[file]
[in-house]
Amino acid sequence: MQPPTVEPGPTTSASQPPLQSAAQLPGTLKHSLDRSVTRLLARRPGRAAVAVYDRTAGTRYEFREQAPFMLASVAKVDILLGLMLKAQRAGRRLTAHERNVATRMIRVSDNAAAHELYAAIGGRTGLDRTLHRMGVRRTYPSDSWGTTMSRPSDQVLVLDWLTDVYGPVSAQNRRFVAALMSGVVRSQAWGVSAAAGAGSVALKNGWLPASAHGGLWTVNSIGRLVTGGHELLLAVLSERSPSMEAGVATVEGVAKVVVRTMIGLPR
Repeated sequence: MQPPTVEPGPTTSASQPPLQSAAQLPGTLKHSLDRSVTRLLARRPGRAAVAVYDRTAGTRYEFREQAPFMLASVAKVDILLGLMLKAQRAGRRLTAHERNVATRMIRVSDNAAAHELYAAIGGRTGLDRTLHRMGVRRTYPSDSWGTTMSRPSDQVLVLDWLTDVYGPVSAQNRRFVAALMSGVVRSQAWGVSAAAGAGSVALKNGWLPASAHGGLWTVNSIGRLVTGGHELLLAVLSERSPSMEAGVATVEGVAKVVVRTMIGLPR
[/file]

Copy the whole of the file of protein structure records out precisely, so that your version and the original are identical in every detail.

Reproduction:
[in-house]
Amino acid sequence: MQPPTVEPGPTTSASQPPLQSAAQLPGTLKHSLDRSVTRLLARRPGRAAVAVYDRTAGTRYEFREQAPFMLASVAKVDILLGLMLKAQRAGRRLTAHERNVATRMIRVSDNAAAHELYAAIGGRTGLDRTLHRMGVRRTYPSDSWGTTMSRPSDQVLVLDWLTDVYGPVSAQNRRFVAALMSGVVRSQAWGVSAAAGAGSVALKNGWLPASAHGGLWTVNSIGRLVTGGHELLLAVLSERSPSMEAGVATVEGVAKVVVRTMIGLPR
Repeated sequence: MQPPTVEPGPTTSASQPPLQSAAQLPGTLKHSLDRSVTRLLARRPGRAAVAVYDRTAGTRYEFREQAPFMLASVAKVDILLGLMLKAQRAGRRLTAHERNVATRMIRVSDNAAAHELYAAIGGRTGLDRTLHRMGVRRTYPSDSWGTTMSRPSDQVLVLDWLTDVYGPVSAQNRRFVAALMSGVVRSQAWGVSAAAGAGSVALKNGWLPASAHGGLWTVNSIGRLVTGGHELLLAVLSERSPSMEAGVATVEGVAKVVVRTMIGLPR